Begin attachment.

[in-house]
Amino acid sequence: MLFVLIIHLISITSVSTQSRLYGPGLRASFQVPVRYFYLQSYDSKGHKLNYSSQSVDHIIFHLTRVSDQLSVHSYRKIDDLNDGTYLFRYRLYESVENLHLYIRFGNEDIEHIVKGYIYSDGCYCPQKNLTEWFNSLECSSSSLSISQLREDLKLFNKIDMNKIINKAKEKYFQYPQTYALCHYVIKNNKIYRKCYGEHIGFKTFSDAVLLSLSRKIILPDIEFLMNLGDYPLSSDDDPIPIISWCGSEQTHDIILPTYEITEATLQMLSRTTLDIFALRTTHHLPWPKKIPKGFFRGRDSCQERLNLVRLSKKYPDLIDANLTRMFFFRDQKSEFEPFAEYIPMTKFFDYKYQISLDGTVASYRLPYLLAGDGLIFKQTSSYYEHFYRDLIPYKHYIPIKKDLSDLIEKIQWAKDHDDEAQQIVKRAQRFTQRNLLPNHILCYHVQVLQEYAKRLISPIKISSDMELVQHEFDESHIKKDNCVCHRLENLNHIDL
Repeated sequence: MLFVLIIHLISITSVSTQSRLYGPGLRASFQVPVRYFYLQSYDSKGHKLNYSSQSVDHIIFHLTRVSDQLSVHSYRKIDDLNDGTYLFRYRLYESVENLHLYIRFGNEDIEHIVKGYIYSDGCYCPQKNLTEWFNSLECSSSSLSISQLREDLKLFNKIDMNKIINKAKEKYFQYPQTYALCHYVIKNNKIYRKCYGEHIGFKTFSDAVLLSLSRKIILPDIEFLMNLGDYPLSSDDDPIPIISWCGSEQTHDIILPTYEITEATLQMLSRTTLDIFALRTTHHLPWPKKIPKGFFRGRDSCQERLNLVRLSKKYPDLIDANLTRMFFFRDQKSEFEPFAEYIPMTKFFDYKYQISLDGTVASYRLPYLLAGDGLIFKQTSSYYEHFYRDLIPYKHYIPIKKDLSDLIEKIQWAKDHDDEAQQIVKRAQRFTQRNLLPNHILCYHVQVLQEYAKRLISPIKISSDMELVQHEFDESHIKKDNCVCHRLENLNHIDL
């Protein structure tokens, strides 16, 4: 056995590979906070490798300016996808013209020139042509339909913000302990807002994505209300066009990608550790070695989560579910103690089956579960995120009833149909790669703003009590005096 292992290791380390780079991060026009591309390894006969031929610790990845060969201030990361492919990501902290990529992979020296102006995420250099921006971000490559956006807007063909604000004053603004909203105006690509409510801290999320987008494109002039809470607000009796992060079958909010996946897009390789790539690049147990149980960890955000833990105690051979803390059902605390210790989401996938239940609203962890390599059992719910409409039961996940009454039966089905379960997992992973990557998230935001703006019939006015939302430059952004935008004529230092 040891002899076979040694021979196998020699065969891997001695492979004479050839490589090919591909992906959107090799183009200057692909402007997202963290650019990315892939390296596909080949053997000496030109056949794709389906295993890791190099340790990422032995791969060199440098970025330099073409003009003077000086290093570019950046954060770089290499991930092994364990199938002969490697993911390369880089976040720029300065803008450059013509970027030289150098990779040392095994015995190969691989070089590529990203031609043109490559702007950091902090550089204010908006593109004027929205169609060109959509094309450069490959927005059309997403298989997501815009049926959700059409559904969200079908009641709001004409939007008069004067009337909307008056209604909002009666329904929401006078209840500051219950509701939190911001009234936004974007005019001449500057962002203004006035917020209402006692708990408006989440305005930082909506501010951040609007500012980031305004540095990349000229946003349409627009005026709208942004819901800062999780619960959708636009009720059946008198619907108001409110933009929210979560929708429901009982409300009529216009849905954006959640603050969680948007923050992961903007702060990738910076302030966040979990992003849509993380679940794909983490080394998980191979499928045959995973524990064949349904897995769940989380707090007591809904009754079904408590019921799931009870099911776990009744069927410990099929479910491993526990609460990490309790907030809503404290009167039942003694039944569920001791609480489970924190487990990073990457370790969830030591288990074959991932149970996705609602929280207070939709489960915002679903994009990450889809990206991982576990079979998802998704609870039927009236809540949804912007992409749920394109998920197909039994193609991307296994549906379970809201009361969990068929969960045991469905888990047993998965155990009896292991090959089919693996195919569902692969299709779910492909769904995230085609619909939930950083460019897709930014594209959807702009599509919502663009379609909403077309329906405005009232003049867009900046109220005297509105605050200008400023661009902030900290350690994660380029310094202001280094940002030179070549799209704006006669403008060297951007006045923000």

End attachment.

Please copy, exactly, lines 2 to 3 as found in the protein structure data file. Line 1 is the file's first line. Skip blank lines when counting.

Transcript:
Amino acid sequence: MLFVLIIHLISITSVSTQSRLYGPGLRASFQVPVRYFYLQSYDSKGHKLNYSSQSVDHIIFHLTRVSDQLSVHSYRKIDDLNDGTYLFRYRLYESVENLHLYIRFGNEDIEHIVKGYIYSDGCYCPQKNLTEWFNSLECSSSSLSISQLREDLKLFNKIDMNKIINKAKEKYFQYPQTYALCHYVIKNNKIYRKCYGEHIGFKTFSDAVLLSLSRKIILPDIEFLMNLGDYPLSSDDDPIPIISWCGSEQTHDIILPTYEITEATLQMLSRTTLDIFALRTTHHLPWPKKIPKGFFRGRDSCQERLNLVRLSKKYPDLIDANLTRMFFFRDQKSEFEPFAEYIPMTKFFDYKYQISLDGTVASYRLPYLLAGDGLIFKQTSSYYEHFYRDLIPYKHYIPIKKDLSDLIEKIQWAKDHDDEAQQIVKRAQRFTQRNLLPNHILCYHVQVLQEYAKRLISPIKISSDMELVQHEFDESHIKKDNCVCHRLENLNHIDL
Repeated sequence: MLFVLIIHLISITSVSTQSRLYGPGLRASFQVPVRYFYLQSYDSKGHKLNYSSQSVDHIIFHLTRVSDQLSVHSYRKIDDLNDGTYLFRYRLYESVENLHLYIRFGNEDIEHIVKGYIYSDGCYCPQKNLTEWFNSLECSSSSLSISQLREDLKLFNKIDMNKIINKAKEKYFQYPQTYALCHYVIKNNKIYRKCYGEHIGFKTFSDAVLLSLSRKIILPDIEFLMNLGDYPLSSDDDPIPIISWCGSEQTHDIILPTYEITEATLQMLSRTTLDIFALRTTHHLPWPKKIPKGFFRGRDSCQERLNLVRLSKKYPDLIDANLTRMFFFRDQKSEFEPFAEYIPMTKFFDYKYQISLDGTVASYRLPYLLAGDGLIFKQTSSYYEHFYRDLIPYKHYIPIKKDLSDLIEKIQWAKDHDDEAQQIVKRAQRFTQRNLLPNHILCYHVQVLQEYAKRLISPIKISSDMELVQHEFDESHIKKDNCVCHRLENLNHIDL